95 Years Later: Gandhi’s Satyagraha

GandhiAccording to This Week In Peace & Social Justice History, on this day 95 years ago:

Mohandas Gandhi launched his campaign of non-cooperation with Imperial British control of India. He called his overall method of nonviolent action Satyagraha, formed from satya (truth) and agraha, used to describe an effort or endeavor. This translates roughly as “Truth-force.” A fuller rendering, though, would be “the force that is generated through adherence to Truth.”

From Thomas Merton in Gandhi On Non-Violence (1964):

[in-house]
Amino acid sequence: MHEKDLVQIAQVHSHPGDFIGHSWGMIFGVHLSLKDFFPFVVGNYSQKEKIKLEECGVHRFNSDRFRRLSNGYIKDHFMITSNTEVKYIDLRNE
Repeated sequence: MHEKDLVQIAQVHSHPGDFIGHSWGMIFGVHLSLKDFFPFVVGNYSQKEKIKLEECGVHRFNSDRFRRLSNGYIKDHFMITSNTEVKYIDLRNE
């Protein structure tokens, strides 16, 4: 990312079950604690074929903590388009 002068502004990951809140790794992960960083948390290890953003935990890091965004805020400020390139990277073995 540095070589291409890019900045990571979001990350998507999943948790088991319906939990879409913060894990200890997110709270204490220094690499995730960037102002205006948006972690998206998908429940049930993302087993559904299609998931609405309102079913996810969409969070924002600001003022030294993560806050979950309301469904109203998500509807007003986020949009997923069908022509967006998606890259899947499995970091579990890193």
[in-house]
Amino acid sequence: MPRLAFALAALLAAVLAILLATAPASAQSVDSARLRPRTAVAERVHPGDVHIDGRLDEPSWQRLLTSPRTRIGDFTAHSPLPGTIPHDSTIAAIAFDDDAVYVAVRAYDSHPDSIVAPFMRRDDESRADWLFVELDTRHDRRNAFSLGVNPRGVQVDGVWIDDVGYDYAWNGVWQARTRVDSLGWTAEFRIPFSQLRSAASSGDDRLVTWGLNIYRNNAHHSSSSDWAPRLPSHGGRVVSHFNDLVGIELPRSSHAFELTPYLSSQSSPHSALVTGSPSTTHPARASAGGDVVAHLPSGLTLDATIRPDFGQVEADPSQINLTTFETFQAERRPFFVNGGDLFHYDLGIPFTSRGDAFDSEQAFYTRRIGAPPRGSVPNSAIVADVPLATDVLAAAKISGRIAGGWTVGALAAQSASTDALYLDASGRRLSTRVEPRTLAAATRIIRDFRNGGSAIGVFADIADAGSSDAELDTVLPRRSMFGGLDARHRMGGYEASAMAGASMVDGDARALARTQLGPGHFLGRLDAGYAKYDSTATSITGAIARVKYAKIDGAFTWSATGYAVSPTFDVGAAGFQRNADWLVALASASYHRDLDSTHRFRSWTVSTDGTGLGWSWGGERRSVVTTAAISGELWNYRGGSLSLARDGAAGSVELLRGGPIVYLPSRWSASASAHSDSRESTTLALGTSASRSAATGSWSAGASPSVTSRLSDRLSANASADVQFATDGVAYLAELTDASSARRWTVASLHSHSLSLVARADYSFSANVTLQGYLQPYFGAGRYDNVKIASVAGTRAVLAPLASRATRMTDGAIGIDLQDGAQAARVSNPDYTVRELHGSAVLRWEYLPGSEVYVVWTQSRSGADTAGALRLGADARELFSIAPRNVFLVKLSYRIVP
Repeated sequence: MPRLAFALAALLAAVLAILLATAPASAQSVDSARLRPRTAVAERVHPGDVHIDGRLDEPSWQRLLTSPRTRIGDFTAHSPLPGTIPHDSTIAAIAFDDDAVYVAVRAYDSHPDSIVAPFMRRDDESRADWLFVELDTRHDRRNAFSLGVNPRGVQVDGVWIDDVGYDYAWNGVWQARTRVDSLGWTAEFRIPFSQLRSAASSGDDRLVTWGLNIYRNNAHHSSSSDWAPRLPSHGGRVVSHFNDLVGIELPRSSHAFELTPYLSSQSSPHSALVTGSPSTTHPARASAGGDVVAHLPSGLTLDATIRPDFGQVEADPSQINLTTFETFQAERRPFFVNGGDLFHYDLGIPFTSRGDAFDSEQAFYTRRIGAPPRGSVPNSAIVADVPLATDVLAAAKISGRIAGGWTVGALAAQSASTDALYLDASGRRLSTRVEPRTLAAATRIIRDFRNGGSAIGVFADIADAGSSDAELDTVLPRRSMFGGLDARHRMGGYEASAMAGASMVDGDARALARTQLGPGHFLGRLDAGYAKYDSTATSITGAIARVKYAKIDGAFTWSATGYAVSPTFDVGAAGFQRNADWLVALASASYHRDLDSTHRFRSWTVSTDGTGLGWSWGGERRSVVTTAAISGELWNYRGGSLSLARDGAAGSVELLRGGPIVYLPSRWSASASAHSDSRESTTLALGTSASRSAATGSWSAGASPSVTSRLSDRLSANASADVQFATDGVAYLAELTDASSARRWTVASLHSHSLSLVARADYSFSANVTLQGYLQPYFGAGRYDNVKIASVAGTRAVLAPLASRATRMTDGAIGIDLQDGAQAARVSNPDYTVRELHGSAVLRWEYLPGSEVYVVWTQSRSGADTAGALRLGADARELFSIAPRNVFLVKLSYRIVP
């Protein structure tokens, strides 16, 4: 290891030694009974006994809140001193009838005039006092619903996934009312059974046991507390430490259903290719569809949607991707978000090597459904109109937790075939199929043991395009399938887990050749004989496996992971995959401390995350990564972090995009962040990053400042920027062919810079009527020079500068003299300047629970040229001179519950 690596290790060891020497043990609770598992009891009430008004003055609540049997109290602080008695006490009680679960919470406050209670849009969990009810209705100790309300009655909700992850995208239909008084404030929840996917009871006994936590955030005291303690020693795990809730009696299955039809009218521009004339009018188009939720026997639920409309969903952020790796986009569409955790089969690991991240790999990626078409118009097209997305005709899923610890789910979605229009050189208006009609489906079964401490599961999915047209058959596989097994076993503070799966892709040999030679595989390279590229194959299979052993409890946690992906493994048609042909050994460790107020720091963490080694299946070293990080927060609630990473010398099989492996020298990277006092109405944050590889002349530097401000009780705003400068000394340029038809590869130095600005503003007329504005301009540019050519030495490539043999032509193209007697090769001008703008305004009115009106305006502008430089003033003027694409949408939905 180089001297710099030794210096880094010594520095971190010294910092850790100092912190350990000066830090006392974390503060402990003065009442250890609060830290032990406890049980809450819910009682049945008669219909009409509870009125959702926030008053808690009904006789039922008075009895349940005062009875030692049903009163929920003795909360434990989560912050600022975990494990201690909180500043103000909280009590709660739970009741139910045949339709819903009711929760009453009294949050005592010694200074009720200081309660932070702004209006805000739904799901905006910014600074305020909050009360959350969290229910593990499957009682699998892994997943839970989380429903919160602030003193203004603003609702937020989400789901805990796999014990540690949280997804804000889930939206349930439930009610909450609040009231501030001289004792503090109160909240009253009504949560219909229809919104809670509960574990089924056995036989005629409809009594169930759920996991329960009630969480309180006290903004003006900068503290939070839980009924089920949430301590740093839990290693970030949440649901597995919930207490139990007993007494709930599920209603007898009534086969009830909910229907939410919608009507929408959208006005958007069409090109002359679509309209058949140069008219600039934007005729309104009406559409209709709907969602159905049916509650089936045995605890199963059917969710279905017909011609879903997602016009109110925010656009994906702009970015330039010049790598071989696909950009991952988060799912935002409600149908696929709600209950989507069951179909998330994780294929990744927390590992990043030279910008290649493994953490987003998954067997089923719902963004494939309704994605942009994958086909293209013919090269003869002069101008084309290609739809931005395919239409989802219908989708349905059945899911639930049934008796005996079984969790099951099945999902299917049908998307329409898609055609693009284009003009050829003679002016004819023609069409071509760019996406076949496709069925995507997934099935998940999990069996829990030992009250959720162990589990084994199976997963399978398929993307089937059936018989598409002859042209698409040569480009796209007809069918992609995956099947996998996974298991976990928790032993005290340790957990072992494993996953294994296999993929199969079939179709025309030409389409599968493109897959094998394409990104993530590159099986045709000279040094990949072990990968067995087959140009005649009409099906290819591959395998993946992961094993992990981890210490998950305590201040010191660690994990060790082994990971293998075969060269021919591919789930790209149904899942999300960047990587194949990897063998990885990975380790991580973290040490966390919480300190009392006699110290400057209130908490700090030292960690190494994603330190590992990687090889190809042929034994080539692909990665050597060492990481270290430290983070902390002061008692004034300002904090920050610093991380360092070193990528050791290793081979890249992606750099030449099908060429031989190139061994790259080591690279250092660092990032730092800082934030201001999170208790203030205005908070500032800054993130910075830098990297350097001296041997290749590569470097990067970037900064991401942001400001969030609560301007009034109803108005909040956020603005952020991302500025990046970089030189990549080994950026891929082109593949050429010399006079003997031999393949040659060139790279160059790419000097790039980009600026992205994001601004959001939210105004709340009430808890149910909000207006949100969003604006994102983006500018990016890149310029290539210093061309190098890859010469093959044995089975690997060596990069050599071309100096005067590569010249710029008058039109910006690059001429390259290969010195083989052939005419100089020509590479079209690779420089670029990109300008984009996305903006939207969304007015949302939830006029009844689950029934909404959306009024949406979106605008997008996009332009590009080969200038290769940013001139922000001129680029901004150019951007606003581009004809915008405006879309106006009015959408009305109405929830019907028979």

A society that lives by organized greed or by systematic terrorism and oppression (they come to much the same thing in the end) will always tend to be violent because it is in a state of persistent disorder and moral confusion. The first principle of valid political action in such a society then becomes non-cooperation with its disorder, its injustices, and more particularly with its deep commitment to untruth. Satyagraha is meaningless if it is not based on the awareness of profound inner contradiction in all societies based on force…The first job of a satyagrahi is to bring the real situation to light even if he has to suffer and die in order that injustice be unmasked and appear for what is really is.

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